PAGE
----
NEW YORK ( TheStreet) -- Auto sales, a generally reliable U.S. economic indicator, are expected to come in flat in March but that could be viewed as a positive. March has one fewer Saturday in 2015 than in 2014, sales in March sales were strong and the seasonally adjusted annualized sales rate is expected to strengthen.
Kelley Blue Book estimates an industry sales decline of 0.3%, while Credit Suisse auto analyst Dan Galvez estimates a gain of 3%, but that is adjusted for one fewer selling day.
JPMorgan analyst Ryan Brinkman expects the seasonally adjusted annualized sales rate "to track a very strong 16.9 million, a 3% improvement from 16.4 million in March of 2014 and (up) 5% vs. the 16.2 million pace in February," according to a recent note.
Automotive News reported Thursday that "March could be just the sixth month since 2009 in which the U.S. auto industry posts a year-over-year sales decline, a sign the market is starting to flatten out after one of the longest stretches of growth ever."
Like the U.S. economy, auto sales have been gaining ground since 2009, when they hit a 27-year-low of 10.3 million. In 2014, sales reached 16.5 million, the highest total since they reached 17 million in 2006. The 2013 total was 15.6 million.
Kelley Blue Book expects industry sales to hit 16.9 million in 2015. For the first quarter, sales should total 3.93 million units, up 5.1% from the first quarter of 2014, for the best first quarter since 2007, the publication said.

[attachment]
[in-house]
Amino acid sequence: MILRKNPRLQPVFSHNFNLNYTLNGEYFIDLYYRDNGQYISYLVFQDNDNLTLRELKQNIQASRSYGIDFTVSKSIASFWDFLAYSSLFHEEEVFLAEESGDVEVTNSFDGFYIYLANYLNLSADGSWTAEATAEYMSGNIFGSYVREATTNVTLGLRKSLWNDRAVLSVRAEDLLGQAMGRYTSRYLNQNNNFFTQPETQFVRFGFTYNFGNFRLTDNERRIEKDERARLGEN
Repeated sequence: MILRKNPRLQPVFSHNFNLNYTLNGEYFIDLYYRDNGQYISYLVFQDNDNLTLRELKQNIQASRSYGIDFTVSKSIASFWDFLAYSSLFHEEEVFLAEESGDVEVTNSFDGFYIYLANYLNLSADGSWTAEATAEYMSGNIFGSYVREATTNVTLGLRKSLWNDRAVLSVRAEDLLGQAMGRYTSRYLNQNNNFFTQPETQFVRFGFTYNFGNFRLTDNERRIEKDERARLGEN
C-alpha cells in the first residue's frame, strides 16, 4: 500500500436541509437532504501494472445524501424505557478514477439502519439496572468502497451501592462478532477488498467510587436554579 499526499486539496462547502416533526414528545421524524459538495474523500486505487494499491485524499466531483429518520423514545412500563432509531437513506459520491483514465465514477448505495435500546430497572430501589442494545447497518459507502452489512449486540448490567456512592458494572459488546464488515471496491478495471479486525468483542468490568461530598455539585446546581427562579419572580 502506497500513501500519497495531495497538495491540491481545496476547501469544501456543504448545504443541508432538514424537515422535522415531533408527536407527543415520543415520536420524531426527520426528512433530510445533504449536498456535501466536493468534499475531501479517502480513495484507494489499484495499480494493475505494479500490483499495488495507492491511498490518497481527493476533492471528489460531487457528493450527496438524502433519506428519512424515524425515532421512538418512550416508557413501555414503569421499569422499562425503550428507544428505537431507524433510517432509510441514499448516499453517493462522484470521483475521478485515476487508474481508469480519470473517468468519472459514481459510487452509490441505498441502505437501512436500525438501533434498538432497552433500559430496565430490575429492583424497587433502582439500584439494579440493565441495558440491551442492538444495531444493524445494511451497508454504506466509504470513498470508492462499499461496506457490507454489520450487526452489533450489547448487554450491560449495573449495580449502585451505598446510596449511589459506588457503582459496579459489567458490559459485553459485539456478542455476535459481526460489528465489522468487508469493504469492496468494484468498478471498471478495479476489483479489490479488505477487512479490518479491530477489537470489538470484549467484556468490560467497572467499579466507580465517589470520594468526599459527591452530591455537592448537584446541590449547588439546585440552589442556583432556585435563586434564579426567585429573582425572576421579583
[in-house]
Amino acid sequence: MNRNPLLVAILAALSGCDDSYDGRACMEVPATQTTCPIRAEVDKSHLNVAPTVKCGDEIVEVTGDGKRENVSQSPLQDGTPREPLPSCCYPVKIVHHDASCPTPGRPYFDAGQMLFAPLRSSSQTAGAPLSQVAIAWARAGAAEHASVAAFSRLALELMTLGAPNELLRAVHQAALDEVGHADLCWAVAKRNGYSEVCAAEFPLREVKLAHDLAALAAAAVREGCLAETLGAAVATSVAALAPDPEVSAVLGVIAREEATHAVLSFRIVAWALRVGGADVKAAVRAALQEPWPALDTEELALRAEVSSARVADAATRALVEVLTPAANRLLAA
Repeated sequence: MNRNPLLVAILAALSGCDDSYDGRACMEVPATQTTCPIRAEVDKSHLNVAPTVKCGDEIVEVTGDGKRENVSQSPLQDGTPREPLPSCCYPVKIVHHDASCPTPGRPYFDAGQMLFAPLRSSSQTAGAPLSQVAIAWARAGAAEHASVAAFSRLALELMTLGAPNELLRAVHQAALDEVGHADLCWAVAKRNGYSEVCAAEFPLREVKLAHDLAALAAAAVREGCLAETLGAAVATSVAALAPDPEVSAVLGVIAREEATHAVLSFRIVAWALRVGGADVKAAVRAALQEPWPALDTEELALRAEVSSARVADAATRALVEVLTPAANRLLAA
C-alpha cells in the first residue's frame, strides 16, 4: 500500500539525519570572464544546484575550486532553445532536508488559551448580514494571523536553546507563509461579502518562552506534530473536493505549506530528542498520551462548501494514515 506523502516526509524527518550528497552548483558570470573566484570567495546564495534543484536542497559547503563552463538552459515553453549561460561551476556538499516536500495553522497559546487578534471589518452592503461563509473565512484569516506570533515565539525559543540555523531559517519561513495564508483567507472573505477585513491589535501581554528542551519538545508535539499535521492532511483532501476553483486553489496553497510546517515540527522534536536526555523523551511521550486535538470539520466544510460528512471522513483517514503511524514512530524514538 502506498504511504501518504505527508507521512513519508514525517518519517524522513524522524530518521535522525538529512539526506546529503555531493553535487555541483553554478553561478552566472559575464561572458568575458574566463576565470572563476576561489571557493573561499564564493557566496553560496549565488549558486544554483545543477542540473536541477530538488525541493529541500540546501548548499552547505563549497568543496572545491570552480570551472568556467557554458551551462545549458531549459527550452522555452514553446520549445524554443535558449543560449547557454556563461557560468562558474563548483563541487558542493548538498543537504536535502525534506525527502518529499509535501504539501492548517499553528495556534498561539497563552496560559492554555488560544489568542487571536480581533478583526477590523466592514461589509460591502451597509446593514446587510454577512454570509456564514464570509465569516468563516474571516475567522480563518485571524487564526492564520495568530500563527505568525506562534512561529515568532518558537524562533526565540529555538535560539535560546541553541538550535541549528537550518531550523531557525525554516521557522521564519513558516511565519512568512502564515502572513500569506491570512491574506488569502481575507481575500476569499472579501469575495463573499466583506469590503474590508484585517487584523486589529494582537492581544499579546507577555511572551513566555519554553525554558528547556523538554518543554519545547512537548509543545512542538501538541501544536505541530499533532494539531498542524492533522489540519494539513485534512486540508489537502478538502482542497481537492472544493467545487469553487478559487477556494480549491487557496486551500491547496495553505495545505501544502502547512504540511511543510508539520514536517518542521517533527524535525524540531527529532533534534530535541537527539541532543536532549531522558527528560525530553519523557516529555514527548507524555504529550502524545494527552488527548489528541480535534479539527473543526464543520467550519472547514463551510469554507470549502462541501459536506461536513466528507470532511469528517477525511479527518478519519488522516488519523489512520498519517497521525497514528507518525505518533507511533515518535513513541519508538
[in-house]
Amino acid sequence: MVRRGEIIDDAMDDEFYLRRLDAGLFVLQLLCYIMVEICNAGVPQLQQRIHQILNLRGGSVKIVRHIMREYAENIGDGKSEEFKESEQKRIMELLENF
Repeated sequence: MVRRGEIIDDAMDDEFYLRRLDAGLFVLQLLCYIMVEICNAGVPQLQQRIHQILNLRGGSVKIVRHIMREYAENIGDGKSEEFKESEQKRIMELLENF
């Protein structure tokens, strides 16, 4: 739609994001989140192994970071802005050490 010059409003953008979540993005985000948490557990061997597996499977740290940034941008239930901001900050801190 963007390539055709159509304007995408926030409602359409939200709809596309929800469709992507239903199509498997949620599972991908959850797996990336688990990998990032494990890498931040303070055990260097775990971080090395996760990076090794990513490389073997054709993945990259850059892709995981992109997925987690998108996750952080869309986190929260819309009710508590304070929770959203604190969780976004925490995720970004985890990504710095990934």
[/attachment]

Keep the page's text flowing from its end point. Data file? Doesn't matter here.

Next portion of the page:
"March is a tougher comp than Jan/Feb," Galvez wrote in a recent note. "March 2014 SAAR of 16.4 million included pent-up demand from very poor weather in Jan/Feb), so year-over-year growth will be more modest. We expect absolute sales levels to increase 3% year-over-year, adjusted for one less selling day in 2015."
Among the manufacturers, Kelley Blue Book expects Toyota (TM - Get Report) to show the biggest market share gain -- up 0.5% to 14.6%. Ford's (F - Get Report) market share is expected to decline by 0.6%, while GM's (GM - Get Report) market share is expected to be flat. "Toyota is off to a fast start this year with especially strong sales of its SUV lineup, which is up more than 20% in the first two months of the year," Kelley Blue book said. The Honda (HMC) CR-V is also expected to show gains.
Said Galvez, "Toyota continues to benefit from very strong fleet sales in March; we estimate that unusually high Toyota rental sales added 200,000 to Feb SAAR."
"After SUVs, the most growth in the industry will sit with pickup trucks," said Kelley Blue Book analyst Alec Gutierrez in a prepared statement."Following the recent introduction of GM's mid-size pickup trucks, the Chevrolet Colorado and GMC Canyon, overall truck market share has risen one full percentage point, from 13.6% to 14.6%. Even with the extra competition, sales of GM's full-size trucks are growing by double-digits."
The Detroit News reported Wednesday that GM is adding production time at its Wentzville Assembly Plant in Missouri to help meet demand for the Colorado and Canyon. The Wentzville plant recently added a third shift, the newspaper said. GM re-entered the midsize truck segment last fall.
At the end of February, supply of the Colorado was just 23 days, down from 30 at the end of January, while Canyon supply was 38 days, down from 51 the month before, according to WardsAuto data provided by LMC Automotive.